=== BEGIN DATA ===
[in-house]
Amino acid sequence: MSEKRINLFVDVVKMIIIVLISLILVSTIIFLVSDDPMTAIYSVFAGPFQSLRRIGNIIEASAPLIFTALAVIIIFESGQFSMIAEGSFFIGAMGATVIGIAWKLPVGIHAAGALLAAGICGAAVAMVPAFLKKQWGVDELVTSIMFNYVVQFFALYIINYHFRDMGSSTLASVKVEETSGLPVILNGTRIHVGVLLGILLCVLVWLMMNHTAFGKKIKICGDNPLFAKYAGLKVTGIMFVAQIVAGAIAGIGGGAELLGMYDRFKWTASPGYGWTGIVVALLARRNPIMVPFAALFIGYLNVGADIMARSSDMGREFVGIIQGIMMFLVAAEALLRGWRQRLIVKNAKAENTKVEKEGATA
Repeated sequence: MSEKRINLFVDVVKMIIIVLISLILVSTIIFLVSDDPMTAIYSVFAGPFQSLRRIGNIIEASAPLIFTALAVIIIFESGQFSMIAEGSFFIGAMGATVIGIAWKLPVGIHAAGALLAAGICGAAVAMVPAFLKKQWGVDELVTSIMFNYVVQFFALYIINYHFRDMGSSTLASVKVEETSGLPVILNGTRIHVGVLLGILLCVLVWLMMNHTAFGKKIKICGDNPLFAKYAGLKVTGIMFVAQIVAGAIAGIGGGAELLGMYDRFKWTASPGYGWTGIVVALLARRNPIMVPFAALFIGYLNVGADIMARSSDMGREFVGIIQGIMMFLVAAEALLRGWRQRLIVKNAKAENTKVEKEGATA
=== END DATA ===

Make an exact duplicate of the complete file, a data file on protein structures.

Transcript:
[in-house]
Amino acid sequence: MSEKRINLFVDVVKMIIIVLISLILVSTIIFLVSDDPMTAIYSVFAGPFQSLRRIGNIIEASAPLIFTALAVIIIFESGQFSMIAEGSFFIGAMGATVIGIAWKLPVGIHAAGALLAAGICGAAVAMVPAFLKKQWGVDELVTSIMFNYVVQFFALYIINYHFRDMGSSTLASVKVEETSGLPVILNGTRIHVGVLLGILLCVLVWLMMNHTAFGKKIKICGDNPLFAKYAGLKVTGIMFVAQIVAGAIAGIGGGAELLGMYDRFKWTASPGYGWTGIVVALLARRNPIMVPFAALFIGYLNVGADIMARSSDMGREFVGIIQGIMMFLVAAEALLRGWRQRLIVKNAKAENTKVEKEGATA
Repeated sequence: MSEKRINLFVDVVKMIIIVLISLILVSTIIFLVSDDPMTAIYSVFAGPFQSLRRIGNIIEASAPLIFTALAVIIIFESGQFSMIAEGSFFIGAMGATVIGIAWKLPVGIHAAGALLAAGICGAAVAMVPAFLKKQWGVDELVTSIMFNYVVQFFALYIINYHFRDMGSSTLASVKVEETSGLPVILNGTRIHVGVLLGILLCVLVWLMMNHTAFGKKIKICGDNPLFAKYAGLKVTGIMFVAQIVAGAIAGIGGGAELLGMYDRFKWTASPGYGWTGIVVALLARRNPIMVPFAALFIGYLNVGADIMARSSDMGREFVGIIQGIMMFLVAAEALLRGWRQRLIVKNAKAENTKVEKEGATA